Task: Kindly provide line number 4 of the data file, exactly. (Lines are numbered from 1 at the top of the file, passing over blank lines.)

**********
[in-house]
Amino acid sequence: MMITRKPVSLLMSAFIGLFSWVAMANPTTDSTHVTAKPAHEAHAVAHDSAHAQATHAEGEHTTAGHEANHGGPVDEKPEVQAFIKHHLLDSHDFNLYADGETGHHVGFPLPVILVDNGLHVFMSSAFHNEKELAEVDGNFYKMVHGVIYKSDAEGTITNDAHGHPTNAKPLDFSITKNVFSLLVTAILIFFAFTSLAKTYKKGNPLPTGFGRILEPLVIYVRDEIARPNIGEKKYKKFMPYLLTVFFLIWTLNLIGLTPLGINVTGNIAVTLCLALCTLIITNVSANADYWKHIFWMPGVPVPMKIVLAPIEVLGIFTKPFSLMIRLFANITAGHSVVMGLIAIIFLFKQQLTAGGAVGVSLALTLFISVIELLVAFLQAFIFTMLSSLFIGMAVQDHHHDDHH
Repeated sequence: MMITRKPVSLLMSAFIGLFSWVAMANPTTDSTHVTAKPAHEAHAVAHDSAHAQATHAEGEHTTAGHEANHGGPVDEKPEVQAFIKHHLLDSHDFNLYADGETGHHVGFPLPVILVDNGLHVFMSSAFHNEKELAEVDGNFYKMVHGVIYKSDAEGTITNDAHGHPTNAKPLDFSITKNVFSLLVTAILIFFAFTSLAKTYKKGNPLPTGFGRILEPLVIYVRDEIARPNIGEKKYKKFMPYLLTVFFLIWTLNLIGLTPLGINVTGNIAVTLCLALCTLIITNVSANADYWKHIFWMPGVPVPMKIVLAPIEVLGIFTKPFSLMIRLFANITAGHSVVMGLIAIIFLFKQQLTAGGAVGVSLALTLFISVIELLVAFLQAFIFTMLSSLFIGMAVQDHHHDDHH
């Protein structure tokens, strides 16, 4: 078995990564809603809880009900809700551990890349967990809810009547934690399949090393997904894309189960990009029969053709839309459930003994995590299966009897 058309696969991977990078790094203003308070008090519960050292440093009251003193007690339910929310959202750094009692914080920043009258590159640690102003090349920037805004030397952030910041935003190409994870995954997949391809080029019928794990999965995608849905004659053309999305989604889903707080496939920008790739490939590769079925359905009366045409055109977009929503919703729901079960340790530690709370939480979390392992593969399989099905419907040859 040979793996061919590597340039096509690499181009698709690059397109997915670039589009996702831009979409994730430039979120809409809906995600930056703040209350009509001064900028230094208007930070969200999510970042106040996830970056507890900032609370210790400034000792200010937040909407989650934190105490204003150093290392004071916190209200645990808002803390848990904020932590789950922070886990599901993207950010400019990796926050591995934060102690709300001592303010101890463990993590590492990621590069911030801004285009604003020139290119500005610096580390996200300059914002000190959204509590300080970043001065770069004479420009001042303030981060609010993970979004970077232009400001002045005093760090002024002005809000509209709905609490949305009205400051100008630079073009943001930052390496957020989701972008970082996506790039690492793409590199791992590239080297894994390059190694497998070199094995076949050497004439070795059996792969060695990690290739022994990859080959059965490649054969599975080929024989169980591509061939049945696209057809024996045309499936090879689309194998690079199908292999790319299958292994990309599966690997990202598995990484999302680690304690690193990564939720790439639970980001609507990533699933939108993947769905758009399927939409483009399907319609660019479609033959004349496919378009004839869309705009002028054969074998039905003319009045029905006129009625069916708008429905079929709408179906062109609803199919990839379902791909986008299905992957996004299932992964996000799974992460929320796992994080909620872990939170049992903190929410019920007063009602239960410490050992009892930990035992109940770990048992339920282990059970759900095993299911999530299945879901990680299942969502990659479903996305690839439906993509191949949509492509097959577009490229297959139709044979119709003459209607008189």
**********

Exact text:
């Protein structure tokens, strides 16, 4: 078995990564809603809880009900809700551990890349967990809810009547934690399949090393997904894309189960990009029969053709839309459930003994995590299966009897 058309696969991977990078790094203003308070008090519960050292440093009251003193007690339910929310959202750094009692914080920043009258590159640690102003090349920037805004030397952030910041935003190409994870995954997949391809080029019928794990999965995608849905004659053309999305989604889903707080496939920008790739490939590769079925359905009366045409055109977009929503919703729901079960340790530690709370939480979390392992593969399989099905419907040859 040979793996061919590597340039096509690499181009698709690059397109997915670039589009996702831009979409994730430039979120809409809906995600930056703040209350009509001064900028230094208007930070969200999510970042106040996830970056507890900032609370210790400034000792200010937040909407989650934190105490204003150093290392004071916190209200645990808002803390848990904020932590789950922070886990599901993207950010400019990796926050591995934060102690709300001592303010101890463990993590590492990621590069911030801004285009604003020139290119500005610096580390996200300059914002000190959204509590300080970043001065770069004479420009001042303030981060609010993970979004970077232009400001002045005093760090002024002005809000509209709905609490949305009205400051100008630079073009943001930052390496957020989701972008970082996506790039690492793409590199791992590239080297894994390059190694497998070199094995076949050497004439070795059996792969060695990690290739022994990859080959059965490649054969599975080929024989169980591509061939049945696209057809024996045309499936090879689309194998690079199908292999790319299958292994990309599966690997990202598995990484999302680690304690690193990564939720790439639970980001609507990533699933939108993947769905758009399927939409483009399907319609660019479609033959004349496919378009004839869309705009002028054969074998039905003319009045029905006129009625069916708008429905079929709408179906062109609803199919990839379902791909986008299905992957996004299932992964996000799974992460929320796992994080909620872990939170049992903190929410019920007063009602239960410490050992009892930990035992109940770990048992339920282990059970759900095993299911999530299945879901990680299942969502990659479903996305690839439906993509191949949509492509097959577009490229297959139709044979119709003459209607008189």